To read the method-table, we don’t have to manually convert the C++ structure to C# like we did for all the GC structures. This time we can directly copy/paste the private MethodTable structure from the BCL (used to implement many helper functions, such as Array.Copy). Then, for a given address, we just read the value at that address (the method-table pointer), reinterpret it as MethodTable*, and dereference it:

public static unsafe ref MethodTable ReadMethodTable(nint* address) => ref *(MethodTable*)*address;

With the method-table in hand, we still need to compute the size of the object. There are two possible scenarios: “classic” objects, and variable-size objects (arrays, strings). For the former, we just need to read the value of the BaseSize field of the method-table. For the latter, we also need to read the length of the array, and multiply it by the size of the individual elements (ComponentSize). The special “Free” object mentioned earlier works like an array.

public static unsafe int ComputeSize(nint* address)
    ref var methodTable = ref ReadMethodTable(address);

    if (Unsafe.IsNullRef(ref methodTable))
        return 0;

    if (!methodTable.HasComponentSize)
        // Fixed-size object
        return methodTable.BaseSize;

    // Variable-size object
    // The length is stored right after the method-table pointer
    var length = *(int*)((nint)address + sizeof(nint));
    var size = methodTable.ComponentSize;

    return methodTable.BaseSize + length * size;

Note the null-ref check on the method-table. More on this later.

Now we can put everything together and write a function to walk the heap:

public static unsafe void WalkHeap(IntPtr heap, IntPtr limit, void* context)
    var mem = heap;

    while (mem < limit)
        var mt = (nint*)mem;

        var size = ComputeSize(mt);

        if (size == 0)
            // We couldn't find the next object, give up

        // Do whatever you want with the object
        WalkObject(mt, size, context);

        var alignment = sizeof(nint) - 1;
        mem += (size + alignment) & ~alignment;

Compared to everything we’ve done so far, this is surprisingly simple. We start at the beginning of the region, and for each object, we compute its size to know where to find the next one. One subtlety is the alignment: each object is aligned, so depending on the size of the previous object, we may need to skip a few extra bytes to reach the next one. The actual alignment depends on the heap: it’s the pointer size for most regions, but it’s 8 bytes for the large object heap. Since this code is written for a 64-bit process, we don’t have to worry about that and always align on 8 bytes (sizeof(nint)).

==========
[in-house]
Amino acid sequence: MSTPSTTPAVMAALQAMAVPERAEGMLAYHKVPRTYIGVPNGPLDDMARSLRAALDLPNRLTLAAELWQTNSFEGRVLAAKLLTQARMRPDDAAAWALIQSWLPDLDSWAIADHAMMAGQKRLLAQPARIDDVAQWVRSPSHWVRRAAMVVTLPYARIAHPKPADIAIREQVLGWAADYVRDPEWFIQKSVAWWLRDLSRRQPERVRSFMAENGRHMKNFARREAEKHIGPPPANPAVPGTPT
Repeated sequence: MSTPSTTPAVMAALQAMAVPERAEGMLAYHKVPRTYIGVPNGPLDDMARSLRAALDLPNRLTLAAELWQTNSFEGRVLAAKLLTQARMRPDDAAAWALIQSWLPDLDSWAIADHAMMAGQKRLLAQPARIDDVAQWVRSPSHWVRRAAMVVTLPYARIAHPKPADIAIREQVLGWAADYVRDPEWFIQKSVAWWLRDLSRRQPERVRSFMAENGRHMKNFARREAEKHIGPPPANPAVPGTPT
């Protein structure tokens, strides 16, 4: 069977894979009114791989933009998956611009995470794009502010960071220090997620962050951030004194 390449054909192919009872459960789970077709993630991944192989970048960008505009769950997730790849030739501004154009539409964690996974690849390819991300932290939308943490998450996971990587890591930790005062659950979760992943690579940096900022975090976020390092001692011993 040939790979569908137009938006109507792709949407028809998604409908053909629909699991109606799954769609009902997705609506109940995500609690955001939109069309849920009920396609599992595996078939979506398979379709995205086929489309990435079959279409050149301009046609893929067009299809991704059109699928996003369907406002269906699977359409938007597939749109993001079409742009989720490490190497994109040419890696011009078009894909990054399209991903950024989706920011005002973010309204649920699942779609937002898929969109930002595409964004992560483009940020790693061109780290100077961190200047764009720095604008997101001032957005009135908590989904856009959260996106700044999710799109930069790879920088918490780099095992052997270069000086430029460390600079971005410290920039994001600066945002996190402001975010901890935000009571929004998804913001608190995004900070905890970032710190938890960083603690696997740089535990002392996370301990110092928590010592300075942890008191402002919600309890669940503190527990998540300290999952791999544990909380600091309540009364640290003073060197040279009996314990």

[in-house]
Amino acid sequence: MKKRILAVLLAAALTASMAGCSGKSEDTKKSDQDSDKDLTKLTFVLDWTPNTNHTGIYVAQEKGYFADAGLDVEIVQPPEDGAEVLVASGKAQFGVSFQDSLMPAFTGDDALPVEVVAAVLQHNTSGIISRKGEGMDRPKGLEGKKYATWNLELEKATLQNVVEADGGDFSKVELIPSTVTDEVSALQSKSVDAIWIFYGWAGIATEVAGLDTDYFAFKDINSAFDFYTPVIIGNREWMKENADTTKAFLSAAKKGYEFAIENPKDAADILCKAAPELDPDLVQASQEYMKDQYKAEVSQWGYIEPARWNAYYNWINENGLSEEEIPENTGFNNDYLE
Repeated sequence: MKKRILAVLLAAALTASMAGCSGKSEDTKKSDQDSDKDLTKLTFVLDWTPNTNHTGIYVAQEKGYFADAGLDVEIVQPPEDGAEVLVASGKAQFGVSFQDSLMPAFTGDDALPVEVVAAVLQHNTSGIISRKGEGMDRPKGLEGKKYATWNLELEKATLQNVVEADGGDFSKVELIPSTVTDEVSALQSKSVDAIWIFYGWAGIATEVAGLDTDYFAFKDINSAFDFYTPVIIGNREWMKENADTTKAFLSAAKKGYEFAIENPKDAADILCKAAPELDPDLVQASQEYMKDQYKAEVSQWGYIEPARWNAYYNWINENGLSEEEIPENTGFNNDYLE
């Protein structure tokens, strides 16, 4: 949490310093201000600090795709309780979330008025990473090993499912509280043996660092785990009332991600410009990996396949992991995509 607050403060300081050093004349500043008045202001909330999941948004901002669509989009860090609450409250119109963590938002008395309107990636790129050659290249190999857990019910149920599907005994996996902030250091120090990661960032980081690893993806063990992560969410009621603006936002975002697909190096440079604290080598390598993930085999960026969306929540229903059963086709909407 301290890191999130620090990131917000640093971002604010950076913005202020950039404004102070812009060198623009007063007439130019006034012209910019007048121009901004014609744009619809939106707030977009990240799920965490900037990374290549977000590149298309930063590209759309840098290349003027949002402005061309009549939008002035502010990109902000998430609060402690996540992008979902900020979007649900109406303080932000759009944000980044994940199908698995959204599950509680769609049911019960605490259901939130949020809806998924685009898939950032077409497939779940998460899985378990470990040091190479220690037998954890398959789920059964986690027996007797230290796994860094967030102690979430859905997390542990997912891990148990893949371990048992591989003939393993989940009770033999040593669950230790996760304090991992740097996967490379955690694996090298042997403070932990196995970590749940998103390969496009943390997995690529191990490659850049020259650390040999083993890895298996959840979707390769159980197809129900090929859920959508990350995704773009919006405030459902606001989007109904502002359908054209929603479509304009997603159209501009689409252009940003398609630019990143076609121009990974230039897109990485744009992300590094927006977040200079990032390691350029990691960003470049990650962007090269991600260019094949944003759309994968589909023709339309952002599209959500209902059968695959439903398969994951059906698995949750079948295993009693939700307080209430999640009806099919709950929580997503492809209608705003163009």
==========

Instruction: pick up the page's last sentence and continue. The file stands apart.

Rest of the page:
!dumpheap -stat

Let’s use our new function to implement a simplified version of the !dumpheap -stat command from WinDbg. This command lists the types of objects in the heap, along with the number of instances and the total size. We’ll use a dictionary to store the information.

Walking the heap without suspending the runtime is extremely unsafe, but we can somewhat mitigate the risk by calling GC.TryStartNoGCRegion, effectively disabling the GC for a short period of time.

GC.TryStartNoGCRegion takes a budget, and a GC won’t be triggered until that amount of memory is allocated. We’ll arbitrarily set that budget to 200MB. To make sure we don’t exceed the budget, we call GC.RegisterNoGCRegionCallback to be notified when 150MB have been allocated, in which case we just throw an exception to crash the application. You could get fancy and try to implement some kind of synchronization mechanism to abort the walk, but for my tests I prefer a good old crash.

The dictionary is pre-allocated with a large size, to minimize the risk of allocating more memory during the walk (which could make us exceed the TryStartNoGCRegion budget). To pass the dictionary as the context argument, we have to take its address. In theory, since we are in a no-gc region, the GC shouldn’t move the dictionary until we’re done. Still, just to be extra safe, we wrap it in a struct (which will effectively never move).

private static unsafe void DumpHeapStat()
    // Preallocate the dictionary with a large size, to reduce the number of potential allocations in the no-gc region
    var stats = new Dictionary<nint, (ulong count, ulong totalSize)>(1000);

    GC.TryStartNoGCRegion(200 * 1024 * 1024);
    GC.RegisterNoGCRegionCallback(150 * 1024 * 1024, () => throw new OutOfMemoryException("Interrupted by GC :( "));

    ref var thread = ref NativeThread.GetCurrentNativeThread();
    var heap = thread.m_alloc_context.gc_reserved_1;

    var vtablePtr = (nint*)heap->vtable;

    var diagDescrGenerationsAddr = *(vtablePtr + 69);